Kerala study suggests better immunity among people who had COVID-19 and a vaccine dose

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The study, led by rheumatologist Dr Padmanabha Shenoy of CARE Hospital in Kochi, analysed patients who have had COVID-19 and/or been vaccinated.

Immunity through a single dose of Covishied vaccine after a COVID-19 infection is more potent than immunity acquired by two shots of the vaccine or the infection alone, found a study conducted by the Center For Arthritis and Rheumatism Excellence (CARE) in Kerala, the Kalinga Institute of Medical Research in Odisha, and the Amrita Institute of Medical Research in Kerala. When the natural immunity of a person who has recovered from COVID-19 is boosted with one shot of the vaccine, it leads to hybrid immunity. This is sufficient to ensure a long-lasting immunity in such persons, and more importantly, it could help India save more vaccine doses, according to Dr Padmanabha Shenoy, rheumatology and medical director, CARE Hospital, Kochi.

The study headed by CARE is an ongoing process, where various aspects of the immune responses associated with COVID-19 are being analysed among 1,500 patients of the hospital. Some of these patients have been previously infected with coronavirus and/or vaccinated against the infection. The hybrid immunity is one such aspect, which was studied among 1,200 patients with autoimmune rheumatic diseases (ARD). Patients with ARD, which affects joints, bones or muscles, are known to have a low immune response to COVID-19 infection, primarily due to the underlying medical conditions.

The patients were divided into four groups with 30 patients each — Those with past COVID-19 infection but no vaccine; those who received a single dose of Covishield; those with two doses; and those with past infection and received a single dose of Covishield. Some of these patients were diagnosed with COVID-19 in October 2020. The average gap between infection and vaccination was four to five months.

The study found that the mean antibody titres (level of antibodies) in the group with hybrid immunity — natural immunity plus vaccine immunity from one dose — were at least 6-100 times higher than in the other three groups. It also showed that those with hybrid immunity had “the highest neutralisation potential of 83.37% as compared to 45.4% in the fully vaccinated group.” At 86.7%, the proportion of hybrid immunity patients, who had adequate neutralising antibodies —  which defends cells from pathogens by neutralising them — was higher compared to other groups of patients.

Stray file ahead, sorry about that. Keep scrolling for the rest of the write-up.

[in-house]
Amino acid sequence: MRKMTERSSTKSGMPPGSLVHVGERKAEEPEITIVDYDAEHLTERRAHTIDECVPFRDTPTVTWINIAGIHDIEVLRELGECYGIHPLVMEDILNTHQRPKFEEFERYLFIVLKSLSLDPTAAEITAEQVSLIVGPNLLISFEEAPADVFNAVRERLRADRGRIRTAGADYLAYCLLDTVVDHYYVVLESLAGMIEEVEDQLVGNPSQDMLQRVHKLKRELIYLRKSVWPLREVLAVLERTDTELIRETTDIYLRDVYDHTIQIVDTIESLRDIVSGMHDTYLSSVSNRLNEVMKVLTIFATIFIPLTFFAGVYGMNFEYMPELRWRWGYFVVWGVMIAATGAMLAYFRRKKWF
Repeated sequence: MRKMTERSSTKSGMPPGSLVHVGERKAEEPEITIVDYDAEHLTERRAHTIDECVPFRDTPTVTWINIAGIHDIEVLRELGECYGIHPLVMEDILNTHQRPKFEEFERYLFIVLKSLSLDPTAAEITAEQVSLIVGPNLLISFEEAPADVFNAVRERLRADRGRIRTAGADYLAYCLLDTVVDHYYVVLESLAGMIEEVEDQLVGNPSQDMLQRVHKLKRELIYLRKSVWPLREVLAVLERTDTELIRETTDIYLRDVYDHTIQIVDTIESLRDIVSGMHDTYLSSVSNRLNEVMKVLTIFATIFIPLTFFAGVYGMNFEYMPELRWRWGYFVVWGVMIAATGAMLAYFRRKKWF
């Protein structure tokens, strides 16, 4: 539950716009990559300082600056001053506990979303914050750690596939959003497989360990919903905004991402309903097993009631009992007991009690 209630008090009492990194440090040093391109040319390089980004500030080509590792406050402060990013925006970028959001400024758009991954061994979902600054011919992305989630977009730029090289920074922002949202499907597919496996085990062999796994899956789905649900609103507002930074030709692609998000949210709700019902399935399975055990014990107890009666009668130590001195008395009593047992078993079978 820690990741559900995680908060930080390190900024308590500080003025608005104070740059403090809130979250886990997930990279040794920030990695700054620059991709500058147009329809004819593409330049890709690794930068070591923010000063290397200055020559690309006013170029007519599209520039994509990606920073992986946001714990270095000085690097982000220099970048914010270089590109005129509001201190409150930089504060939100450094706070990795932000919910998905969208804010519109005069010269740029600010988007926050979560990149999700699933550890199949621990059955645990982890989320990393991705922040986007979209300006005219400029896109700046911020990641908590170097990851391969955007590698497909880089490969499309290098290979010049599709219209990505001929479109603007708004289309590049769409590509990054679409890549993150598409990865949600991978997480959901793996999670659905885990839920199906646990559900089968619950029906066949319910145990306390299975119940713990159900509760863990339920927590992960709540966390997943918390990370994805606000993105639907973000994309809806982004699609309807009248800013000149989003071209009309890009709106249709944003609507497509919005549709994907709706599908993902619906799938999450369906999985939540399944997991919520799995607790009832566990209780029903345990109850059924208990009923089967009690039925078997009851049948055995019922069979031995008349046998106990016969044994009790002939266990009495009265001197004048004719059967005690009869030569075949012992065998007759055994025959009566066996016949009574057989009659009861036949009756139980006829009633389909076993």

“We had previously shown that patients with AIRD also form adequate humoral responses to COVID-19 infection equivalent to those in healthy controls (no co-morbidities). The current data shows that this can be augmented with a single dose of vaccine to produce a strong humoral (antibody-mediated) immune response. A major concern was whether a natural infection would produce specific neutralising antibodies. Hence, we tested in vitro the neutralising capacity of the sera of these patients and found that antibodies produced are those with neutralising capability,” said the study.

Since a single dose of the vaccine showed “a very high level of immunity” in post-COVID-19 patients, two doses may not be necessary for such persons, the team suggested. “This could save close to three crore vaccine doses, which can be used to help address the supply crunch that India and other parts of the country are currently facing,” said Dr Shenoy.

Several experts and studies, too, have made similar observations regarding single dose among people who have a natural immunity to COVID-19.

However, Dr Shenoy stressed that the purpose of the study was to introduce a vaccination policy change, and not to deter the vaccination drive. “If a person has vaccine-induced immunity, he/she has a certain level of immunity, which is good enough. In India, more than 60% of the population has been already infected. For such people, one dose of vaccine is enough,” he said.

To ensure this, the team suggested an antibody test prior to the vaccination. “Many COVID-19 cases are missed or go undocumented. Hence, an antibody test before vaccination will help. Vaccine centres should have antibody testing kits, which should be cheaper than the vaccine itself,” he said.

India needs indigenous data

“Logically, hybrid immunity has greater longevity, but we need more studies to prove this scientifically, and especially to understand the duration of the immunity. We will be doing a follow-up antibody test after six months,” he said.

However, he stressed that funding is critical to keep such research studies running. “This was a self-funded study in Kerala. However, more philanthropists should come forward to support such studies, as resources such as testing kits are expensive,” he said. 

“We often rely on the western data to formulate policies for India. However, we should have indigenous data because our vaccines are different, people and population distribution are different. Even if it is a small amount, crowdfunding will go a long way in promoting scientific research, especially since we are progressing to a stage where children are going to be vaccinated,” he added.

The team, meanwhile, is also studying the effect of Covaxin on the immune response; will there be a quantum jump in immunity if the post-COVID-19 patient gets a second dose, and if yes, by how much, among other aspects.

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